Sensitive Teeth 


Sensitive teeth are a very common condition.  Sensitive teeth cause brief pain or discomfort when the teeth come in contact with hot or cold temperatures from the air, food, or beverages.  Cavities, cracked teeth, eroded teeth, and gum disease are frequent causes of sensitive teeth.  Sensitive teeth are treated with special toothpaste, professional dental sealants, crowns or fillings. 

Sensitive teeth are caused by conditions that allow hot, cold, sticky, or acidic foods to have contact with the roots of the teeth.  Your teeth have a protective covering.  Enamel covers the crown or the part of tooth that you can see.  Cementum protects the root of the tooth underneath the gum line.  Underneath the enamel and cementum is a layer of dentin.  Dentin contains tiny canals that extend to the roots of your teeth.  If cavities or tooth decay erodes the enamel or cementum, the canals are exposed.  Cracked teeth can accelerate the decay process.

Over-brushing teeth and gum disease may also expose dentin.  Gum disease causes your gums to recede or move away from your teeth.  Cavity causing plaque easily fills the space and can harm the enamel and cementum. 

Sensitive teeth can result from several other causes.  Gastroesophageal reflux disease (GERD) and bulimia cause stomach acids to back up into the mouth and erode the teeth.  Teeth grinding is a leading cause of tooth fractures that can lead to decay.  People the use the illegal drug methamphetamine (“meth”) can experience sensitive teeth from devastating widespread tooth decay.  Methamphetamine contains corrosives that severely damage the teeth.  It also creates cravings for sugary foods that contribute to tooth decay.

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Hypersensitivity is the main symptom of sensitive teeth.  You may feel abrupt temporary pain or discomfort when your teeth are in contact with hot or cold air, foods, and beverages.  You may have gum disease and cracked, broken, or decayed teeth.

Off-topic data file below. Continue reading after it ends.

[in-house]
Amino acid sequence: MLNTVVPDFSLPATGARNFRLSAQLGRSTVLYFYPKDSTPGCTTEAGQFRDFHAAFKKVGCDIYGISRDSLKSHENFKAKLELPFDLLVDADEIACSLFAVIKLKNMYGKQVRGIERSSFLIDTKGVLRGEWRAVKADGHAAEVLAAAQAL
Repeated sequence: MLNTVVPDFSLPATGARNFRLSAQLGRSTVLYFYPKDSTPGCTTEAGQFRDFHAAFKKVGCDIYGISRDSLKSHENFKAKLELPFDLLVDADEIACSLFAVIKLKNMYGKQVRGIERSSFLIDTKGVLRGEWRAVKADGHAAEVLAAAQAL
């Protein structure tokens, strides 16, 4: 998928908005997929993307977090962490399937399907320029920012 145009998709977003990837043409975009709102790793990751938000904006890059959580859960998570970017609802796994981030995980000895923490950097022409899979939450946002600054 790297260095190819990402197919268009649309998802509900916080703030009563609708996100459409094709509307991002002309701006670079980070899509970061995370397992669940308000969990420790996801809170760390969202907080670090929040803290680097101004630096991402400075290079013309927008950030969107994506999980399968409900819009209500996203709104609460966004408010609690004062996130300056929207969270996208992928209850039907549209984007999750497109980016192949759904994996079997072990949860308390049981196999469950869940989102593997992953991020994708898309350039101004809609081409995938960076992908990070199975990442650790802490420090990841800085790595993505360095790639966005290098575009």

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Your dentist can diagnose sensitive teeth by reviewing your medical history, dental history, and examining your teeth.  You should tell your doctor about your symptoms.  Your dentist will examine your teeth for signs of decay. Your dentist will inspect your gums for swelling.  To test the sensitivity of your tooth, your dentist will gently tap your tooth and place hot and cold temperatures on it.
X-rays help to determine the health of your teeth, gums, and bones.  Cracks in teeth may not show up on X-rays.  Your dentist may use other methods to detect tooth cracks such as special dyes or instruments.

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Sensitive teeth are treated with special toothpaste, fluoride treatments, professional dental sealants, crowns or fillings.  Your dentist may recommend desensitizing toothpaste for sensitive teeth.  This special type of toothpaste uses low abrasion and contains fluoride.  You may use prescription fluoride rinses or applications to prevent tooth decay.  In some cases, fluorides and dental sealants are professionally applied.  Your dentist will treat any cavities.
You can reduce your risk of sensitive teeth with good oral hygiene.  Brush and floss your teeth per your dentist’s instructions.  Use low abrasion toothpaste that is designed for sensitive teeth.  Contact your dentist when you experience hypersensitivity.

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This information is intended for educational and informational purposes only. It should not be used in place of an individual consultation or examination or replace the advice of your health care professional and should not be relied upon to determine diagnosis or course of treatment.

The iHealthSpot patient education library was written collaboratively by the iHealthSpot editorial team which includes Senior Medical Authors Dr. Mary Car-Blanchard, OTD/OTR/L and Valerie K. Clark, and the following editorial advisors: Steve Meadows, MD, Ernie F. Soto, DDS, Ronald J. Glatzer, MD, Jonathan Rosenberg, MD, Christopher M. Nolte, MD, David Applebaum, MD, Jonathan M. Tarrash, MD, and Paula Soto, RN/BSN. This content complies with the HONcode standard for trustworthy health information. The library commenced development on September 1, 2005 with the latest update/addition on April 13th, 2016. For information on iHealthSpot’s other services including medical website design, visit